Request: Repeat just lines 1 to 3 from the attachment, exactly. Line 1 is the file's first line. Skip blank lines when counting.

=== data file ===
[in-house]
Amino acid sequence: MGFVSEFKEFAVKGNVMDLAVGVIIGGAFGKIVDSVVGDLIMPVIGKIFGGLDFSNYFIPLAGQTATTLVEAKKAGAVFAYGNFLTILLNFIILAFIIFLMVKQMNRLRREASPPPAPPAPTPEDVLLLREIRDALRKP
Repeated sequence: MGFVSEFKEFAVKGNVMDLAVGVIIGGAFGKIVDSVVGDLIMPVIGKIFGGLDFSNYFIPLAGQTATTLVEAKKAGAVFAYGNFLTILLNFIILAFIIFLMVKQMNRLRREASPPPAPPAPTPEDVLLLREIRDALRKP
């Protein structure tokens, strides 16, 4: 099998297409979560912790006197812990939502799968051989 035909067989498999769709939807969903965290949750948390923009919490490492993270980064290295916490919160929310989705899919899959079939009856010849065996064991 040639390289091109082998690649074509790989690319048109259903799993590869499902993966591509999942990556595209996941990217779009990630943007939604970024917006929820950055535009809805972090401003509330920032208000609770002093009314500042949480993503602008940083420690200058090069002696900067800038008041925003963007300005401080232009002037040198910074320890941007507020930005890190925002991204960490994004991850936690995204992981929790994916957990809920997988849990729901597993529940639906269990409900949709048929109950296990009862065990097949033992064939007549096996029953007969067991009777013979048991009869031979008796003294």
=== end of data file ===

[in-house]
Amino acid sequence: MGFVSEFKEFAVKGNVMDLAVGVIIGGAFGKIVDSVVGDLIMPVIGKIFGGLDFSNYFIPLAGQTATTLVEAKKAGAVFAYGNFLTILLNFIILAFIIFLMVKQMNRLRREASPPPAPPAPTPEDVLLLREIRDALRKP
Repeated sequence: MGFVSEFKEFAVKGNVMDLAVGVIIGGAFGKIVDSVVGDLIMPVIGKIFGGLDFSNYFIPLAGQTATTLVEAKKAGAVFAYGNFLTILLNFIILAFIIFLMVKQMNRLRREASPPPAPPAPTPEDVLLLREIRDALRKP